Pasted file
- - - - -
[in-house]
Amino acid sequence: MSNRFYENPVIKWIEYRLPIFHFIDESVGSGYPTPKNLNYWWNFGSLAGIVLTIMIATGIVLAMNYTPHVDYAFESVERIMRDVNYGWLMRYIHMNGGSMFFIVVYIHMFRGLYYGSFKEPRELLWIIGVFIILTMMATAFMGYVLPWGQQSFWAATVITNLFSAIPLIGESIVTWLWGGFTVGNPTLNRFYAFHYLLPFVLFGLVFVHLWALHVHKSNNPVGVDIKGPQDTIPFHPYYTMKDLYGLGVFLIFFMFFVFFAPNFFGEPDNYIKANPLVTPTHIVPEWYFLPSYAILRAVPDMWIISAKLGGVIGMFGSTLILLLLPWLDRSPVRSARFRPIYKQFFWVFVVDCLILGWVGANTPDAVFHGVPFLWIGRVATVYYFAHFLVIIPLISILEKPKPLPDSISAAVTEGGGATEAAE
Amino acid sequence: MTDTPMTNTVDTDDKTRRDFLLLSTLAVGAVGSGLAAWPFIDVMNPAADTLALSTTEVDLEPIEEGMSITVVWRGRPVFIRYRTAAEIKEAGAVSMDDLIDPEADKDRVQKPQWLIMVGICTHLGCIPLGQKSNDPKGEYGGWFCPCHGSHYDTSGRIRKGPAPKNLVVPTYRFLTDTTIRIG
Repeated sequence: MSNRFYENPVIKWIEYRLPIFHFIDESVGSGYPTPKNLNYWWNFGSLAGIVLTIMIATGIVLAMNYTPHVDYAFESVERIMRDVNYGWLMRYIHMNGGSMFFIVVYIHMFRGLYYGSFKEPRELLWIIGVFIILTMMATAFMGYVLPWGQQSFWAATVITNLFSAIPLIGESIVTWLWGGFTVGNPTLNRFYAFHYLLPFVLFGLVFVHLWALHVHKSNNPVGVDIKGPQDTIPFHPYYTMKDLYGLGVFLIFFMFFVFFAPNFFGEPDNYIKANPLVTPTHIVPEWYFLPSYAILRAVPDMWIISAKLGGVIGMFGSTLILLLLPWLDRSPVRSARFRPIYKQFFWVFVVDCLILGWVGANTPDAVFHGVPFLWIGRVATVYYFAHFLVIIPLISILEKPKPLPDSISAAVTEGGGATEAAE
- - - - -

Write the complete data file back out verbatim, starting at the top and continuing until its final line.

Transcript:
[in-house]
Amino acid sequence: MSNRFYENPVIKWIEYRLPIFHFIDESVGSGYPTPKNLNYWWNFGSLAGIVLTIMIATGIVLAMNYTPHVDYAFESVERIMRDVNYGWLMRYIHMNGGSMFFIVVYIHMFRGLYYGSFKEPRELLWIIGVFIILTMMATAFMGYVLPWGQQSFWAATVITNLFSAIPLIGESIVTWLWGGFTVGNPTLNRFYAFHYLLPFVLFGLVFVHLWALHVHKSNNPVGVDIKGPQDTIPFHPYYTMKDLYGLGVFLIFFMFFVFFAPNFFGEPDNYIKANPLVTPTHIVPEWYFLPSYAILRAVPDMWIISAKLGGVIGMFGSTLILLLLPWLDRSPVRSARFRPIYKQFFWVFVVDCLILGWVGANTPDAVFHGVPFLWIGRVATVYYFAHFLVIIPLISILEKPKPLPDSISAAVTEGGGATEAAE
Amino acid sequence: MTDTPMTNTVDTDDKTRRDFLLLSTLAVGAVGSGLAAWPFIDVMNPAADTLALSTTEVDLEPIEEGMSITVVWRGRPVFIRYRTAAEIKEAGAVSMDDLIDPEADKDRVQKPQWLIMVGICTHLGCIPLGQKSNDPKGEYGGWFCPCHGSHYDTSGRIRKGPAPKNLVVPTYRFLTDTTIRIG
Repeated sequence: MSNRFYENPVIKWIEYRLPIFHFIDESVGSGYPTPKNLNYWWNFGSLAGIVLTIMIATGIVLAMNYTPHVDYAFESVERIMRDVNYGWLMRYIHMNGGSMFFIVVYIHMFRGLYYGSFKEPRELLWIIGVFIILTMMATAFMGYVLPWGQQSFWAATVITNLFSAIPLIGESIVTWLWGGFTVGNPTLNRFYAFHYLLPFVLFGLVFVHLWALHVHKSNNPVGVDIKGPQDTIPFHPYYTMKDLYGLGVFLIFFMFFVFFAPNFFGEPDNYIKANPLVTPTHIVPEWYFLPSYAILRAVPDMWIISAKLGGVIGMFGSTLILLLLPWLDRSPVRSARFRPIYKQFFWVFVVDCLILGWVGANTPDAVFHGVPFLWIGRVATVYYFAHFLVIIPLISILEKPKPLPDSISAAVTEGGGATEAAE